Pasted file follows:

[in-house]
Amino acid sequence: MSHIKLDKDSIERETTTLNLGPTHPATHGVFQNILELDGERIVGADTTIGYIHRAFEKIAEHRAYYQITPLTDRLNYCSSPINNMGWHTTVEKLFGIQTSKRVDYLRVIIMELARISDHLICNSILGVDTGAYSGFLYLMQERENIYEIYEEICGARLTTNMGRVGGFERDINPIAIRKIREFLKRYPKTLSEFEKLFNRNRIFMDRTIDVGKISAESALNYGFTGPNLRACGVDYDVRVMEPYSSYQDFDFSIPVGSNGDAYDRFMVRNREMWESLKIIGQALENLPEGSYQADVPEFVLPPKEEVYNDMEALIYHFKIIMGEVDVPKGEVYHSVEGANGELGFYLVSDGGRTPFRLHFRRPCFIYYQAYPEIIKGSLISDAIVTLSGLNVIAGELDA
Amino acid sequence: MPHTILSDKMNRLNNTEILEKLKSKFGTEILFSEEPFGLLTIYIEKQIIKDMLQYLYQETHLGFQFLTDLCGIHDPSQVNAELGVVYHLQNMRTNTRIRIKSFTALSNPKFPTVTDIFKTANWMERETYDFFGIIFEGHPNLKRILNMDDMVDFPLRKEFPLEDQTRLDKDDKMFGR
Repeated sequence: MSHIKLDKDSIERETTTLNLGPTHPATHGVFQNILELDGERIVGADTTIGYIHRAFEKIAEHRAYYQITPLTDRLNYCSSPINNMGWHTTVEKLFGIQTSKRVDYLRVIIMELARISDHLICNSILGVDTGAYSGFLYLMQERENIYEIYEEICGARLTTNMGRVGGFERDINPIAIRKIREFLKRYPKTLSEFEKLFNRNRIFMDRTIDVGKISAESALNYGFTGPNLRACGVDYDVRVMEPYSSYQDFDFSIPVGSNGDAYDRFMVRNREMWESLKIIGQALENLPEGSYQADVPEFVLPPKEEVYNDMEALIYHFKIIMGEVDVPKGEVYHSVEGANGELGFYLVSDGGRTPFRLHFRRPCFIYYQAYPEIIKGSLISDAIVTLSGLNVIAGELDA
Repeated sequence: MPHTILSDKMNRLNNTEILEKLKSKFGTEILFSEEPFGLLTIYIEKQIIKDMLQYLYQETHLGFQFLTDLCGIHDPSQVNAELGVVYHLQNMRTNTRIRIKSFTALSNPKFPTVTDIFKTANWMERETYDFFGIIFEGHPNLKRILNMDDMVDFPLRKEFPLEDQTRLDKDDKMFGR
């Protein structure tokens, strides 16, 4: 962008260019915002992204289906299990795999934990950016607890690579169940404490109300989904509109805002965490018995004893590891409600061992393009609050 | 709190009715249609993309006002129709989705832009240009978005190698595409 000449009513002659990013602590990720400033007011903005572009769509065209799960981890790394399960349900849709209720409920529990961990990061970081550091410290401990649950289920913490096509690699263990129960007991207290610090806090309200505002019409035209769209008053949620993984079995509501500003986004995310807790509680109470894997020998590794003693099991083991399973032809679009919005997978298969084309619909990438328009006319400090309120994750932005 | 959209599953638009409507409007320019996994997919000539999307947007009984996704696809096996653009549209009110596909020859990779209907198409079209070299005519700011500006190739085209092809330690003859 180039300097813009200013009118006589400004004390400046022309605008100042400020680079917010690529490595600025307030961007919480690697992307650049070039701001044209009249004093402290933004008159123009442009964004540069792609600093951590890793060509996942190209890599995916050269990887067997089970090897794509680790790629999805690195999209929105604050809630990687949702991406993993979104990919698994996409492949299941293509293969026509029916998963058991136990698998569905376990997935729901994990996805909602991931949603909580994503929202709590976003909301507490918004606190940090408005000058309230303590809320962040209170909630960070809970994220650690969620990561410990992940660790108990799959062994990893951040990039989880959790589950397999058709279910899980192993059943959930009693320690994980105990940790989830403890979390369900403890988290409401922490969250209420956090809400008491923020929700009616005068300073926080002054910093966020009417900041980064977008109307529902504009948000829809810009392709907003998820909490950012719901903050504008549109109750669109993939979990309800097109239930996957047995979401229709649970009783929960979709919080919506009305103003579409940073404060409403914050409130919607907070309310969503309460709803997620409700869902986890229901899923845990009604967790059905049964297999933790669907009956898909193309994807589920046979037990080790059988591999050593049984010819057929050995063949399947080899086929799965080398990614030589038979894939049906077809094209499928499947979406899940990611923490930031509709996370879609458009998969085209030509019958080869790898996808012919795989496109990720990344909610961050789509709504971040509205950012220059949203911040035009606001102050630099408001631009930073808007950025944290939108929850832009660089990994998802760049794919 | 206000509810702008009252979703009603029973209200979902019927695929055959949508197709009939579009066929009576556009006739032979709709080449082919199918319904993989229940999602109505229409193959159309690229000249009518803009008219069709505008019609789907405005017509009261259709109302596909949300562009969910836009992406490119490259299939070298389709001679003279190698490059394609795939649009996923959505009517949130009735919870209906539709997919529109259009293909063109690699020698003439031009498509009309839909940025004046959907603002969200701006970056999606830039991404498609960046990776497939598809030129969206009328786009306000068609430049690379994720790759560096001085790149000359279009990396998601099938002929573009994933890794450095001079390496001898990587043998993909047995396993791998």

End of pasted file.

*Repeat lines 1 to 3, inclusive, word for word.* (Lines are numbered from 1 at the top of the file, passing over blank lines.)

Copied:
[in-house]
Amino acid sequence: MSHIKLDKDSIERETTTLNLGPTHPATHGVFQNILELDGERIVGADTTIGYIHRAFEKIAEHRAYYQITPLTDRLNYCSSPINNMGWHTTVEKLFGIQTSKRVDYLRVIIMELARISDHLICNSILGVDTGAYSGFLYLMQERENIYEIYEEICGARLTTNMGRVGGFERDINPIAIRKIREFLKRYPKTLSEFEKLFNRNRIFMDRTIDVGKISAESALNYGFTGPNLRACGVDYDVRVMEPYSSYQDFDFSIPVGSNGDAYDRFMVRNREMWESLKIIGQALENLPEGSYQADVPEFVLPPKEEVYNDMEALIYHFKIIMGEVDVPKGEVYHSVEGANGELGFYLVSDGGRTPFRLHFRRPCFIYYQAYPEIIKGSLISDAIVTLSGLNVIAGELDA
Amino acid sequence: MPHTILSDKMNRLNNTEILEKLKSKFGTEILFSEEPFGLLTIYIEKQIIKDMLQYLYQETHLGFQFLTDLCGIHDPSQVNAELGVVYHLQNMRTNTRIRIKSFTALSNPKFPTVTDIFKTANWMERETYDFFGIIFEGHPNLKRILNMDDMVDFPLRKEFPLEDQTRLDKDDKMFGR